Set the Logfile Type to “W3C WebServer Logfile”.

Please note, that this step can be easily adapted for other log files (e.g. DHCP log files) as well.

Step 1 Finished

We have now finished the configuration for our central server. It will now be able to receive syslog either via TCP (port 10514) or UDP (port 514), monitor the local Event Log as well as the IIS logfiles. Once more click the "Save" button to save the configuration (if not done already) and start the service. All log messages will now be stored into the database as they arrive/occur. Further, administrators will be alerted via email once an error occurs.

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MonitorWare Agent 7.2 Released (Build-IDs: Service 7.2.0.398, Client 7.2.0.1322)

Monday, August 2nd, 2010

MonitorWare Agent 7.2 Released

Release Date: 2010-08-02

Build-IDs: Service 7.2.0.398, Client 7.2.0.1322

New Additions

  • Syslog Server
    - Added support for Syslog TLS (RFC 5425). It is possible to use the following modes: anonymous, x509name and x509fingerprint authentication. Note that this requires a valid server certificate as well. More details can be found in the manual.
  • Forward Syslog Action
    - Added support for Syslog TLS (RFC 5425) using your own certificate and
    keyfile, or the anonymous mode. When using the anonymous method, no client
    certifcate is needed.
  • Send Mail Action
    - Added support for STARTTLS command. This extension is required for SMTP Servers which can optionally enable encryption during communication.
  • Updated OpenSSL Components to v1.0.0 for more SSL/TLS stability

Bugfixes

  • Send Mail Action
    Fixed time issue in when "Use UTC Time" option was disabled
  • Property Engine
    Added property replacer option "replacepercent". This option replaces all % occurrences with %%, which is needed in case that a string is reprocessed using the property engine.

You can download Free Trial Version of MonitorWare Agent.

2010-08-02 MonitorWare Agent 7.2 released

Monday, August 2nd, 2010

Adiscon is proud to announce the 7.2 release of MonitorWare Agent. This is a minor release including some a new feature and minor bug fixes.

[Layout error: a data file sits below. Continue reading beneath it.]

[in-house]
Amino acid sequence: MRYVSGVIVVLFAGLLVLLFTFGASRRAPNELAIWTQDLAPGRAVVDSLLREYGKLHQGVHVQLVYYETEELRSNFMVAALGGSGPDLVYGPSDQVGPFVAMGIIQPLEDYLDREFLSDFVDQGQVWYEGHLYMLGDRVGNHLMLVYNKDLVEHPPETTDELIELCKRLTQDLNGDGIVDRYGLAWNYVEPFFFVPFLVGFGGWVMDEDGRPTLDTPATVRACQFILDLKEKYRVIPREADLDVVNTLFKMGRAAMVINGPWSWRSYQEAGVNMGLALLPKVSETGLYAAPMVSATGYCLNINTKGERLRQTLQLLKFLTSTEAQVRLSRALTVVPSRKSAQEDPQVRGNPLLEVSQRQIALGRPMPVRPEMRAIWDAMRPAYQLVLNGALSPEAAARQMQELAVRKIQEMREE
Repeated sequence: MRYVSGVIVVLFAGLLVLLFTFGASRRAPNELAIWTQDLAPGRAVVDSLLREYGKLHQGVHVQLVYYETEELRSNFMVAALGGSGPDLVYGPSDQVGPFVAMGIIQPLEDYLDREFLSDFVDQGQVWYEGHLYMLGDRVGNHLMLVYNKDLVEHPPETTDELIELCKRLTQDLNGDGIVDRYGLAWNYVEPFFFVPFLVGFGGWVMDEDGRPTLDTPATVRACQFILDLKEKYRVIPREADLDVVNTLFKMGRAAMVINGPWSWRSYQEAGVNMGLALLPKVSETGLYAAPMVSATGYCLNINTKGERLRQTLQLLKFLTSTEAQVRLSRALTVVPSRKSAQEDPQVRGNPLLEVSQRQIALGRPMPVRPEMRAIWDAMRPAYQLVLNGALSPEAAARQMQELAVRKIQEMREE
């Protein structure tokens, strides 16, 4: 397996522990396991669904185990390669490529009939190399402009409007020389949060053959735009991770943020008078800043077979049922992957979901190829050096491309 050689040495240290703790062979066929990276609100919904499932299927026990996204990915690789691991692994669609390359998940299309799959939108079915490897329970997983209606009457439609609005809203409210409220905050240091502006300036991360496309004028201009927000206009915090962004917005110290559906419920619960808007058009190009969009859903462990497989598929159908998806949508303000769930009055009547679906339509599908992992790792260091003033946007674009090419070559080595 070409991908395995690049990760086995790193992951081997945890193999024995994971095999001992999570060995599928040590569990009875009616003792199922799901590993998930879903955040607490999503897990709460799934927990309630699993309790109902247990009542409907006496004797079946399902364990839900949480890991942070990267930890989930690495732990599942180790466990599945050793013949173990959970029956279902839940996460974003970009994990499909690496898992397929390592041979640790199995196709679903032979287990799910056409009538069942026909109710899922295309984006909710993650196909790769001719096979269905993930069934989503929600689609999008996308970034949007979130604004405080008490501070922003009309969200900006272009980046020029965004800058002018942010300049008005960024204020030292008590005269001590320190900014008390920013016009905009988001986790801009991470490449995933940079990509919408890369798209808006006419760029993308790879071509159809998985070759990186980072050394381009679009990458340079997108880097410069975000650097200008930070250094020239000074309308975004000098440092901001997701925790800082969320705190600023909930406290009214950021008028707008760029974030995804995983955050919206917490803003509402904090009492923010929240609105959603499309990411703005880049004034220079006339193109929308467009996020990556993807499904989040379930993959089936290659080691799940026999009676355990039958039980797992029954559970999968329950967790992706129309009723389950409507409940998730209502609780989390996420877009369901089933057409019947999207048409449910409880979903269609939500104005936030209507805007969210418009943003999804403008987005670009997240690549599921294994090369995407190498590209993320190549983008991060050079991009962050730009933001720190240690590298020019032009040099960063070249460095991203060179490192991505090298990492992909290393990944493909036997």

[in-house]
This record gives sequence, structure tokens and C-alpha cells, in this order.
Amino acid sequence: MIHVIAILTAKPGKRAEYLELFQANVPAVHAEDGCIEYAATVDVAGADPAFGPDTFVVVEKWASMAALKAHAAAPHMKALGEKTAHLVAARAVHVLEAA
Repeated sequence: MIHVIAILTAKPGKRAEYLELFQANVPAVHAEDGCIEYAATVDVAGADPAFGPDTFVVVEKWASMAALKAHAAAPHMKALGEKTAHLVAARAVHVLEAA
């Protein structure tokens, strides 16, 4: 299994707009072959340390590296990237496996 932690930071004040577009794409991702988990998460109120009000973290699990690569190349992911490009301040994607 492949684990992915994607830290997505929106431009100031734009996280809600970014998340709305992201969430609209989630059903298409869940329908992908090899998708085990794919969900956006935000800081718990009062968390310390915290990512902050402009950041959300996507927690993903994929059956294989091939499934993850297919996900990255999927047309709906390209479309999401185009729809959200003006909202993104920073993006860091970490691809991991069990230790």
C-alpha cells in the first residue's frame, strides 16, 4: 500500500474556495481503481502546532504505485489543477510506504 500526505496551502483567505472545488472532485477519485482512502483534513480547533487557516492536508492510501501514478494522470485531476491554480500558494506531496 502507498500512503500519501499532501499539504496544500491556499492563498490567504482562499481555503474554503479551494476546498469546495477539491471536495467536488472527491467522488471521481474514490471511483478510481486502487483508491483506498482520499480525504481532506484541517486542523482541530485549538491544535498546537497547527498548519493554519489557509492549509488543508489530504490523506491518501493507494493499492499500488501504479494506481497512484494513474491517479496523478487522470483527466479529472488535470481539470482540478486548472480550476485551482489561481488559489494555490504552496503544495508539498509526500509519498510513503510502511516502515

As a very important enhancement, this release offers support for native and standards-compliant secure syslog transport via SSL/TLS. Based on RFC5425, MonitorWare Agent now permits sending and receiving of messages in a secure way. All RFC5425 authentication modes are supported, so messages can not only traverse the network encrypted but clients and server can also authenticate each other. Among others, this provides a reliable safeguard against man-in-the middle attacks. Note that this type of authentication is much stronger than IP-based authorization modes (as, for example, are usually found in firewalls). Of course, both can be used together for even stronger security.

The "Send Mail" Action was improved again, and now supports the STARTTLS command. This means the connection to a mailserver can be secured during transmission, if the mailserver supports it.

For more details read the version history

Version 7.2 is a free download. Customers with existing 6.x keys can contact our Sales department for upgrade prices. If you have a valid Upgrade Insurance ID, you can request a free new key by sending your Upgrade Insurance ID to sales@adiscon.com. Please note that the download enables the free 30-day trial version if used without a key – so you can right now go ahead and evaluate it.

Monitoring DHCP Logfiles

Monday, April 12th, 2010

Monitoring Windows 2003 DHCP Server Logfiles via syslog

Created 2007-10-10 by Florian Riedl

Information for the usage of this guide. This guide will give you the hints to create a configuration to monitor Windows 2003 DHCP server logs as well as forward all log data to a syslog server. To make things easier, the guide is split up into several mini-guides, which will each cover one big step of the configuration. These mini-guides only describe the general procedure. You may have to adjust settings like IPs or pathnames to your personal needs.

Please note: In order to forward the DHCP logs you need MonitorWare Agent.
Further you need to setup your DHCP server to log into text files. Please review the manual for further instructions.

Step 1

The first step we are going to take is to create a RuleSet with the corresponding action. In this case we want to forward our logs via syslog. Therefore we need a "Forward via syslog"-Action. Instructions on how to create a ruleset and setup the action can be found here:

How to Setup a Forward via Syslog Action

Please Note: You have to edit the IP address of the syslog server. By default it is set to 127.0.0.1. If you do not change this, your syslog server will not receive any data.

Step 2

The next important step is to setup the FileMonitor. We need it to monitor the text file logs created by your DHCP server.

How to Setup the FileMonitor Service